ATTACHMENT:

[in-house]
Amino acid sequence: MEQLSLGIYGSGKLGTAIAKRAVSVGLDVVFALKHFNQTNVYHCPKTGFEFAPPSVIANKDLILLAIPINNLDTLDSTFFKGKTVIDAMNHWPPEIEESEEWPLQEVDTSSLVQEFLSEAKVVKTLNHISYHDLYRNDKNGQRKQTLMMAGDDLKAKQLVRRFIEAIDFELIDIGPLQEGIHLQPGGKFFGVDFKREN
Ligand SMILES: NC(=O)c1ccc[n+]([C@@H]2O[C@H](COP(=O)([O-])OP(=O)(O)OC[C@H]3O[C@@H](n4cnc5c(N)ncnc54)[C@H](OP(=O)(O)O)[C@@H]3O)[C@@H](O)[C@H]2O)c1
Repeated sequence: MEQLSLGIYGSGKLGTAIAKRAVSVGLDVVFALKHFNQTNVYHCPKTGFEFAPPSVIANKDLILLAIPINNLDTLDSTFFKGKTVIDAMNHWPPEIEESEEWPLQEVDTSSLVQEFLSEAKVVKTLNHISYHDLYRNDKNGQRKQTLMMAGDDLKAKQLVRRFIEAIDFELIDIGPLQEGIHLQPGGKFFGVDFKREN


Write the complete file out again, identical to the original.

[in-house]
Amino acid sequence: MEQLSLGIYGSGKLGTAIAKRAVSVGLDVVFALKHFNQTNVYHCPKTGFEFAPPSVIANKDLILLAIPINNLDTLDSTFFKGKTVIDAMNHWPPEIEESEEWPLQEVDTSSLVQEFLSEAKVVKTLNHISYHDLYRNDKNGQRKQTLMMAGDDLKAKQLVRRFIEAIDFELIDIGPLQEGIHLQPGGKFFGVDFKREN
Ligand SMILES: NC(=O)c1ccc[n+]([C@@H]2O[C@H](COP(=O)([O-])OP(=O)(O)OC[C@H]3O[C@@H](n4cnc5c(N)ncnc54)[C@H](OP(=O)(O)O)[C@@H]3O)[C@@H](O)[C@H]2O)c1
Repeated sequence: MEQLSLGIYGSGKLGTAIAKRAVSVGLDVVFALKHFNQTNVYHCPKTGFEFAPPSVIANKDLILLAIPINNLDTLDSTFFKGKTVIDAMNHWPPEIEESEEWPLQEVDTSSLVQEFLSEAKVVKTLNHISYHDLYRNDKNGQRKQTLMMAGDDLKAKQLVRRFIEAIDFELIDIGPLQEGIHLQPGGKFFGVDFKREN